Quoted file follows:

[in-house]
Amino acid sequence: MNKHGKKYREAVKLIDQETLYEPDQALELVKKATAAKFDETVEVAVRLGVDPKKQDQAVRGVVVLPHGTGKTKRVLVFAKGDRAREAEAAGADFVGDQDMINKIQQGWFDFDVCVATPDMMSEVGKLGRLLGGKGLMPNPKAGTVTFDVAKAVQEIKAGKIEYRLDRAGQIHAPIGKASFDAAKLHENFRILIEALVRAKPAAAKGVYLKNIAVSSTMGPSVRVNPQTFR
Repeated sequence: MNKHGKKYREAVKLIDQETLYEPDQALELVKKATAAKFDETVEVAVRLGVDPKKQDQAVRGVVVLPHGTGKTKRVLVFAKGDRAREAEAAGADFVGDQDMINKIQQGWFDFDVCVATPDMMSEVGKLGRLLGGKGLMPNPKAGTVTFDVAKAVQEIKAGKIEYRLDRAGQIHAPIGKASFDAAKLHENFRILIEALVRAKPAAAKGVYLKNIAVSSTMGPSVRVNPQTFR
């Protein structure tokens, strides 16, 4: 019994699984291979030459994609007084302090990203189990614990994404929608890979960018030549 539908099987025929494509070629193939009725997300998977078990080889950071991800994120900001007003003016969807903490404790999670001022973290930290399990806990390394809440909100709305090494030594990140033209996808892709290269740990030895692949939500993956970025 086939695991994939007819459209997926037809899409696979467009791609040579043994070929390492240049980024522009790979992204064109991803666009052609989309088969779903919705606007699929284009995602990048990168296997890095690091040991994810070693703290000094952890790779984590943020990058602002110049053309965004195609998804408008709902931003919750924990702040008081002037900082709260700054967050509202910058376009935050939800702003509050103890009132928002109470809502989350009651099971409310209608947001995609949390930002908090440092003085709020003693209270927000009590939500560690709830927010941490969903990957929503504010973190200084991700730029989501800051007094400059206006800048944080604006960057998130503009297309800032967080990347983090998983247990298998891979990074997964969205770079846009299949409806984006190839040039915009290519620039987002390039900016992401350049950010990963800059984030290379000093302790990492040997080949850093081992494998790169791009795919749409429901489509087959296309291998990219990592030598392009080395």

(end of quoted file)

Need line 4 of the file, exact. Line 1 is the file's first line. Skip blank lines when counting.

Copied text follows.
């Protein structure tokens, strides 16, 4: 019994699984291979030459994609007084302090990203189990614990994404929608890979960018030549 539908099987025929494509070629193939009725997300998977078990080889950071991800994120900001007003003016969807903490404790999670001022973290930290399990806990390394809440909100709305090494030594990140033209996808892709290269740990030895692949939500993956970025 086939695991994939007819459209997926037809899409696979467009791609040579043994070929390492240049980024522009790979992204064109991803666009052609989309088969779903919705606007699929284009995602990048990168296997890095690091040991994810070693703290000094952890790779984590943020990058602002110049053309965004195609998804408008709902931003919750924990702040008081002037900082709260700054967050509202910058376009935050939800702003509050103890009132928002109470809502989350009651099971409310209608947001995609949390930002908090440092003085709020003693209270927000009590939500560690709830927010941490969903990957929503504010973190200084991700730029989501800051007094400059206006800048944080604006960057998130503009297309800032967080990347983090998983247990298998891979990074997964969205770079846009299949409806984006190839040039915009290519620039987002390039900016992401350049950010990963800059984030290379000093302790990492040997080949850093081992494998790169791009795919749409429901489509087959296309291998990219990592030598392009080395």